Here is the best Capital on Tap (CoT) promo code, 2REFC237G71 if you use it when you apply CoT business credit card you will qualify for a £75 welcome bonus.

See more details about the bonus when you sign up if you use the promotional code: 2REFC237G71 here: Capital on Tap.

Code: 2REFC237G71

Credit Crad
Use Code: 2REFC237G71 to get a £75 referral bonus.

6. Business cards: Eligibility criteria

OK so there are lots of different card providers and although one or two may have their own quirks here is a pretty standard list of things required.

They’d want to know the following: What type of business is it and how long has it been going? They will ask for your companies turnover or projected turnover for the year. They will want to do a personal credit check on you also.

7. Which corporate cards get you air miles?

These sort of special offer deals are liable to change but some of the cards currently with air miles etc are…

The British Airways American Express® Accelerating Business Card. With this you can earn both “Avios” and “On Business” points for your business and travel spend. Annual fees with this card are chunky though. Over £2,000 as of Feb 2021.

Our preferred option is Capital on Tap Business Rewards Credit Card which is just £99. You can earn unlimited Avios or cashback on all your card purchases. You get up to 1% cashback or 1 Avios for every £1 you spend. You’ll also get 10k bonus points if you spend over £5k over a quarter.

8. Best Limited company credit cards

We mentioned the Capital on Tap card above for its great rewards programme and the benefits it offers you. (one point for every £1 you spend using the card)

That is the paid option and has a £99 fee if you want to opt for it. However, in our view for most companies, we feel the standard card they offer is the better deal.

When you apply for a Capital on Tap card you have two options you can either go for the “Business rewards credit card” for £99 or their normal “business credit card” which is totally free of charge.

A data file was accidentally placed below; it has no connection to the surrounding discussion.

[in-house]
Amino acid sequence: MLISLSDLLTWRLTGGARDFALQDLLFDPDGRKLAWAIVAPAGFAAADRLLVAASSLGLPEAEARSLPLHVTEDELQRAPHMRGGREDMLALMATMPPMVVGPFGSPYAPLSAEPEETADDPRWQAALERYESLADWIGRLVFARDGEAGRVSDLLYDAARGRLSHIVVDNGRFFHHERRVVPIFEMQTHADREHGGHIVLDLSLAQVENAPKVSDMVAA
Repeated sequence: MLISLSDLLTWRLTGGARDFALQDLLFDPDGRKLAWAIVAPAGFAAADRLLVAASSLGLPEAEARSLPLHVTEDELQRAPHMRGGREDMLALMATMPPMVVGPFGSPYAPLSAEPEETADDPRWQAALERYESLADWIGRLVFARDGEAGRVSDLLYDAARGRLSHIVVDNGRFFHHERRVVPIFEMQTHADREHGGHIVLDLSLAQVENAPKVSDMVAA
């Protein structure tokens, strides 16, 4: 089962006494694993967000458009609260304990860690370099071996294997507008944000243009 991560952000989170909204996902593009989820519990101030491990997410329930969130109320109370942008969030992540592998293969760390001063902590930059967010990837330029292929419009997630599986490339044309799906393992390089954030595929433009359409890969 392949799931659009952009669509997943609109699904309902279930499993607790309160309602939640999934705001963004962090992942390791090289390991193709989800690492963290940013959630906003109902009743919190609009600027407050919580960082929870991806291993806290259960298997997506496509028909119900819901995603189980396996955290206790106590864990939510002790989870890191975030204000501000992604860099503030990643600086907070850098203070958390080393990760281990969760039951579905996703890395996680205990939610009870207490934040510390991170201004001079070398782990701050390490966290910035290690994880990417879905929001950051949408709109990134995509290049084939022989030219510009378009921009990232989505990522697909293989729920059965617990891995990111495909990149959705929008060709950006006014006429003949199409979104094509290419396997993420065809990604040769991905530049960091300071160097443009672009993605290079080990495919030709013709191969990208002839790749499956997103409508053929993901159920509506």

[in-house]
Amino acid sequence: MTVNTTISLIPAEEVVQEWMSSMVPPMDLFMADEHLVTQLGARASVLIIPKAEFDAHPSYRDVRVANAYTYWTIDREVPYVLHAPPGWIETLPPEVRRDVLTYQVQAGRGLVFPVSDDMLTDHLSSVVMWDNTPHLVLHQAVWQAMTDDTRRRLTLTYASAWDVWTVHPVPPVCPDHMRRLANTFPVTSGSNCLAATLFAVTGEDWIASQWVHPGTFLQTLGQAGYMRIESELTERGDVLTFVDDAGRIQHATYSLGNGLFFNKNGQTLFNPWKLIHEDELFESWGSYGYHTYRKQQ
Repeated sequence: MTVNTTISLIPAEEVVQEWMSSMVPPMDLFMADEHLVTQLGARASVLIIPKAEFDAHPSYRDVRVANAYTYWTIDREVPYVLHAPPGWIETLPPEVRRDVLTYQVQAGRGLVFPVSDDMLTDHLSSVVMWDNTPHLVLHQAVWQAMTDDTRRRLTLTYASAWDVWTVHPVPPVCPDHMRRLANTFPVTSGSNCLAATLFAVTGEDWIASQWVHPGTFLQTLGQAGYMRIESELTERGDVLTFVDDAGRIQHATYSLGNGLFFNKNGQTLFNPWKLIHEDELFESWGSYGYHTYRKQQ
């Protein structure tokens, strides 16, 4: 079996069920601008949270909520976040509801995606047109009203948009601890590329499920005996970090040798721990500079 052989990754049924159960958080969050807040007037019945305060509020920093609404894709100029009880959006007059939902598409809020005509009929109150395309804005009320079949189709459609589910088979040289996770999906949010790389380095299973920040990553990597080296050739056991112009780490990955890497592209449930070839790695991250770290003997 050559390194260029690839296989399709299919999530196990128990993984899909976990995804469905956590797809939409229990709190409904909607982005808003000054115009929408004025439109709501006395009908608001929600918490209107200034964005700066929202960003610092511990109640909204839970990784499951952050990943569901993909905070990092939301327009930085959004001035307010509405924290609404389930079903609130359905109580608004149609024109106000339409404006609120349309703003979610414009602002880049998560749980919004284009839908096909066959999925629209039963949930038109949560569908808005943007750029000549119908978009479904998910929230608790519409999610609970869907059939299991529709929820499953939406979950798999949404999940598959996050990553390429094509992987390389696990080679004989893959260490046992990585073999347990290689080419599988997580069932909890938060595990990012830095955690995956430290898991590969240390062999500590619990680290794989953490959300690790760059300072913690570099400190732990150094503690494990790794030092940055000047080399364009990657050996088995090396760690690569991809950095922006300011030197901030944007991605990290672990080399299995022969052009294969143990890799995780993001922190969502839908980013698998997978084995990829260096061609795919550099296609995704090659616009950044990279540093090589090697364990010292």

The free option (no application fee, or monthly or annual charge) has up to £100k credit limit, up to 56 days interest free on card spending, no FX or ATM charges in the UK and the ability to have ten free extra cards for staff, directors etc.

That’s actually a very good deal for a standard business credit card. The Business rewards option has everything that the standard card has plus the rewards and you can get up to 20 additional cards for staff.

Both cards will credit your account with a free £75 bonus if you use the promotion code: 2REFC237G71 when you sign up. The £75 is credited to the card account after your first purchase.

9. Interest free business credit cards

It is standard practise that no one gets charged interest on card purchases these days so long as you pay your balance in full. This means you are getting interest free credit and the safety of making purchases via credit rather than debit card.

Credit cards offer far more protection against fraud etc, so that why you should use them for all purchases.

Withdrawing cash is another matter though. If you want cash from an ATM then you should use your company debit card to avoid paying interest.

10. High street bank business card options

Here we look at some of the high street options for business credit cards. The title of this section says “bank”, but we look at one or two building society ones also.

ProviderPurchase Int RateFeesRepresentative APR
Lloyds business credit card16.3%£32pa22.4%
HSBC15.9%Yr 1 0, Yr 2 £32pa22%
Bank of Scotland17.57%£32 pa22.4%
Amazon Business21.9%Yr1 0, Yr2+ £50pa32.6%
*Correct Feb 2021   


Over the years I’ve been a sole trader, in a partnership and owned and run limited companies. As I know so many people in the blogging and eCommerce industry, I’m often asked about company finance issues in general.

Over the last year or so I’ve been asked lots of specific questions about company credit cards for self-employed people and limited companies.

I thought therefore that it might be useful to actually produce my answers in this post, so that others can use it for reference.